When the COVID-19 pandemic hit in March 2020, LUNG FORCE Hero Joan was concerned. As a stage III lung cancer survivor, she knew she was at risk for serious complications from COVID-19. Even though she was diagnosed in 2012, she was still dealing with side effects from her lung removal, radiation and chemotherapy. So, her loyal husband of 24 years, Howard, did his best to keep her safe and assumed the household responsibilities that posed any risk.

On July 8, Howard’s sister suffered a sudden and fatal heart attack. Restrictions were just lifted on funerals in New Jersey and so the grieving family proceeded with a funeral, viewing and luncheon. Joan only stayed for 30 minutes but Howard felt like he needed to be there to honor his sister and support his family. The day after the funeral Joan confronted Howard about how the large funeral proceedings made her uncomfortable. He said “I agree. I think about that every time I cough.”

LUNG FORCE Hero Joan LUNG FORCE Hero Joan and her husband, Howard.

Shortly after, Howard was diagnosed with COVID-19, along with several other members of the family who attended the funeral services. Joan tested positive too, but miraculously she remained asymptomatic.

Unfortunately, Howard’s illness progressed, and he was admitted to the hospital. His oxygen saturation levels measured 49 at the time of admission, when a healthy level is in the high 90s. Because of Joan’s positive COVID test, she was restricted from visiting her husband in the hospital, even when they issued his last rites. Howard’s condition deteriorated and he experienced other health issues because of COVID. Joan says, “When he started not feeling well, I slept in the guest room. If I had known, I would have held him tight.. It is to the medical professionals like whack-a-mole. Fix one thing and another arises.”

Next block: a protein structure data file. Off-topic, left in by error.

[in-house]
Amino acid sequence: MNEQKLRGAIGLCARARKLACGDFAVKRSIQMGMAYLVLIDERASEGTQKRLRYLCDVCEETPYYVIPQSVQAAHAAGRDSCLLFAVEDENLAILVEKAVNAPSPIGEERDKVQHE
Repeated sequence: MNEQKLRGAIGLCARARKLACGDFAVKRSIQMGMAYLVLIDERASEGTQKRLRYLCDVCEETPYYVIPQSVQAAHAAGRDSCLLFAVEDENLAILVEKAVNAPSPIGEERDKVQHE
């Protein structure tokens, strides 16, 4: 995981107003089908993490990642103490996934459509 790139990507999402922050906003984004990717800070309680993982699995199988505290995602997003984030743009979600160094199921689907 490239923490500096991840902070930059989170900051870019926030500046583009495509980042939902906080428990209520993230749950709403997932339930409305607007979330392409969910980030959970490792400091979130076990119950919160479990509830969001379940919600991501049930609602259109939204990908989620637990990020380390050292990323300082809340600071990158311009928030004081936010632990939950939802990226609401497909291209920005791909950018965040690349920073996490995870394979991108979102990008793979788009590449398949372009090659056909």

After 38 days in the hospital, 32 of which were spent on a ventilator, Howard passed away. “We had a beautiful service at Veteran’s Cemetery with an American Legion motorcycle brigade and full military honors.  It was a picture-perfect day and we did everything to keep mourners safe,” says Joan.

She goes on to say, “I will be dealing with fallout forever. I have to sell our home. I have to adapt to a whole different world, as other people must do in times of tragic loss. This was needless.”

Howard’s obituary featured one of his favorite verses from a Grateful Dead song:

Walk into splintered sunlight
Inch your way through dead dreams to another land
Maybe you're tired and broken
Your tongue is twisted with words half spoken
And thoughts unclear
What do you want me to do
To do for you to see you through
A box of rain will ease the pain
And love will see you through

At the bottom of the obituary Joan added, “God bless the Grateful Dead and wear a mask!”

Joan is committed sharing her story, so others do not experience the loss of a loved one from COVID-19. “I am encouraging everyone to take this seriously. Wear a mask. Follow social distancing precautions. I will not let Howard’s death be in vain.”

To learn more about COVID-19 visit Lung.org/covid19

Donate to the American Lung Association’s COVID-19 Action Initiative.

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